The IP-enriched peptides were analyzed on an LTQ Orbitrap Velos (Thermo Fisher Scientific, San Jose, CA) coupled with a nanoLC system (Eksigent nanoLC-Ultra 1D plus, Dublin, CA). Peptides were separated on a C18 reversed phase column (100mm long, ID 75μm, 5μm 300Å BetaBasic, New Objective, Woburn, MA) using a 90-min linear gradient from 2% to 35% acetonitrile in 0.1% formic acid at a flow rate of 250nL/min. Mass analysis was conducted in data-dependent analysis (DDA) mode, where MS1 scanned mass range from 300 to 2000 m/z at 30,000 resolution in the Orbitrap, and 10 collision-induced dissociation (CID) MS2 scans were sequentially carried out in the ion trap.
The LC-MS data were searched against the SwissProt Human database using Mascot server (Matrix Science, London, UK; version 2.3). Searching parameters were set as: precursor mass tolerance at 20ppm, fragment ion mass tolerance at 0.8 Da, trypsin enzyme with 2 miscleavages, carbamidomethylation of cysteine as fixed modification, and deamidation of asparagine and glutamine, oxidation of methionine, and tyrosine/serine/threonine phosphorylation as variable modifications. Peptides identified from database search were filtered with a false discovery rate (FDR) of 0.05. Relative quantitation of phosphopeptides was calculated based on areas under the curve (AUC) of corresponding peptides from the control and treated samples.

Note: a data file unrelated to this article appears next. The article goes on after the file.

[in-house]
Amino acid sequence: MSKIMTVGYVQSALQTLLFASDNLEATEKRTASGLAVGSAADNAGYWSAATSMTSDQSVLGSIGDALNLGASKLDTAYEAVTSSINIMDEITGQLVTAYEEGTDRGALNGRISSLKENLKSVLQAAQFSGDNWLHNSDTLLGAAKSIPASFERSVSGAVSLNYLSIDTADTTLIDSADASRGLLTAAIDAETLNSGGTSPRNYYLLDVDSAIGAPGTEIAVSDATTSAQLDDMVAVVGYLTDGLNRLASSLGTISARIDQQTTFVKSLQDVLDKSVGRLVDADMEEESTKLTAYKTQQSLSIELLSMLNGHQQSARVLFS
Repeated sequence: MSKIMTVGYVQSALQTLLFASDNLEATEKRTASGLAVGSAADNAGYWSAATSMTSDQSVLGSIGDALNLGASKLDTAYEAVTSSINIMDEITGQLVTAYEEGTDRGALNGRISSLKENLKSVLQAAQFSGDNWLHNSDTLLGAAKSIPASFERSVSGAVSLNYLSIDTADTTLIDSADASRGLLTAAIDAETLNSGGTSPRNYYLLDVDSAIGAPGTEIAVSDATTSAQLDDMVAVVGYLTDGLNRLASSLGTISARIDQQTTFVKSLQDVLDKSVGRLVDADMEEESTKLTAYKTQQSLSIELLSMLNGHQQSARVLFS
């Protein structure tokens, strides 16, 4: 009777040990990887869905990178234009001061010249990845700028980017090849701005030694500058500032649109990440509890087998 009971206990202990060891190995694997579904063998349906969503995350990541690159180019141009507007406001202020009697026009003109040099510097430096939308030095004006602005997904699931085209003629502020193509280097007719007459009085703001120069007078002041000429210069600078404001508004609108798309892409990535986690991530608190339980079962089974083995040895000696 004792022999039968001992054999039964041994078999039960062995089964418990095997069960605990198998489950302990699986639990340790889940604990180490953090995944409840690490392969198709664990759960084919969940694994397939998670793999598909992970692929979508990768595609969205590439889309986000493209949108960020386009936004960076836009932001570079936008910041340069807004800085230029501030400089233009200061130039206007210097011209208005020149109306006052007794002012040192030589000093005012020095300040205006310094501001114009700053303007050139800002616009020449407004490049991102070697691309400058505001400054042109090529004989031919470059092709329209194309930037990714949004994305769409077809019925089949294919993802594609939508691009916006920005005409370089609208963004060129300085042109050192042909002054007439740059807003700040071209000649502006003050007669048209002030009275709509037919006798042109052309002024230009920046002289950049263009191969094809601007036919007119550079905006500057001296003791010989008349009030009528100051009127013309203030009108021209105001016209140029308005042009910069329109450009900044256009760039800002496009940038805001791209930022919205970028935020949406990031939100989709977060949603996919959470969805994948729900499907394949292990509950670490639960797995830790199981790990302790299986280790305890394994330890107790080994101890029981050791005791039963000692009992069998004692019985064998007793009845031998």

GTP-RAS and GTP-RAC1 pull-down assay
The pull-down of GTP-bound RAS and RAC1 was performed by the use of active RAS and RAC1 pull-down and detection kits (Millipore) respectively according to the manufacturer’s instructions.
We thank Marjan Gucek and Yutao Liu for mass spectrometry analysis. The work was supported by NIH/NCI intramural research program and Lombardi Comprehensive Cancer Center/Georgetown University research fund.
CONFLICTS OF INTEREST